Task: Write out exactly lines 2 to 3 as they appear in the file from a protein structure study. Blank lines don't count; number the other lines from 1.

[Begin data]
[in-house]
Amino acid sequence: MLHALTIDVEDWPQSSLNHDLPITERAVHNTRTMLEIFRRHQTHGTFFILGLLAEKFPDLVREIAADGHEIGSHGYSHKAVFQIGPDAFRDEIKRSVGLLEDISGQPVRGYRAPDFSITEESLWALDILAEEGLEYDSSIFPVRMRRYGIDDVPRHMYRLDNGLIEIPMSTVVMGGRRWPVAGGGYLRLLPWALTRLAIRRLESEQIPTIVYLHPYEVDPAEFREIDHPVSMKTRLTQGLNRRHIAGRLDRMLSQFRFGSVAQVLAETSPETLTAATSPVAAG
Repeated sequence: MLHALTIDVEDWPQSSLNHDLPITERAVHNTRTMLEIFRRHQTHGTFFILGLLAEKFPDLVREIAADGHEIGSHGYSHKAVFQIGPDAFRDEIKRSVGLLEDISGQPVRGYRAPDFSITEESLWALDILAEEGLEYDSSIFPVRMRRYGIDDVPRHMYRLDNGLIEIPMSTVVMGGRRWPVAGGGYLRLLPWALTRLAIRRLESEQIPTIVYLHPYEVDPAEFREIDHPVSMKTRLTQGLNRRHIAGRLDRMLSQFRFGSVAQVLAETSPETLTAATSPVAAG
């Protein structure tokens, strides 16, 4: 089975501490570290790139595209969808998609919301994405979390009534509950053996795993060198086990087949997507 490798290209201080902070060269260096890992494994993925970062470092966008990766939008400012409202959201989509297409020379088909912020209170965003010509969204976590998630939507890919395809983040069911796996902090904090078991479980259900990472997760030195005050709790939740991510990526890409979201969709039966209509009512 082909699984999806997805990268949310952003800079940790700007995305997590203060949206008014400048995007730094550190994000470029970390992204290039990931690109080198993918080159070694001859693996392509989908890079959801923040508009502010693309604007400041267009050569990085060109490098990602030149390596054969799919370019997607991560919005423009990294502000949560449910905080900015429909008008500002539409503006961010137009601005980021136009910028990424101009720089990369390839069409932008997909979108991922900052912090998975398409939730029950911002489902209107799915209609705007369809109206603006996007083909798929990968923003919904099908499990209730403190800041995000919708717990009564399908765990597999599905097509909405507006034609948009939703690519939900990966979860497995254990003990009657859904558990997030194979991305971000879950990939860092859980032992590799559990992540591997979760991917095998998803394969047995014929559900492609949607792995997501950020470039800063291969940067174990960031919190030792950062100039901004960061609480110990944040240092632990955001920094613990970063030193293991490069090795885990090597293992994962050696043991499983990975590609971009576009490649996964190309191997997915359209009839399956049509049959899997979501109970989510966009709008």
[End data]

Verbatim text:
Amino acid sequence: MLHALTIDVEDWPQSSLNHDLPITERAVHNTRTMLEIFRRHQTHGTFFILGLLAEKFPDLVREIAADGHEIGSHGYSHKAVFQIGPDAFRDEIKRSVGLLEDISGQPVRGYRAPDFSITEESLWALDILAEEGLEYDSSIFPVRMRRYGIDDVPRHMYRLDNGLIEIPMSTVVMGGRRWPVAGGGYLRLLPWALTRLAIRRLESEQIPTIVYLHPYEVDPAEFREIDHPVSMKTRLTQGLNRRHIAGRLDRMLSQFRFGSVAQVLAETSPETLTAATSPVAAG
Repeated sequence: MLHALTIDVEDWPQSSLNHDLPITERAVHNTRTMLEIFRRHQTHGTFFILGLLAEKFPDLVREIAADGHEIGSHGYSHKAVFQIGPDAFRDEIKRSVGLLEDISGQPVRGYRAPDFSITEESLWALDILAEEGLEYDSSIFPVRMRRYGIDDVPRHMYRLDNGLIEIPMSTVVMGGRRWPVAGGGYLRLLPWALTRLAIRRLESEQIPTIVYLHPYEVDPAEFREIDHPVSMKTRLTQGLNRRHIAGRLDRMLSQFRFGSVAQVLAETSPETLTAATSPVAAG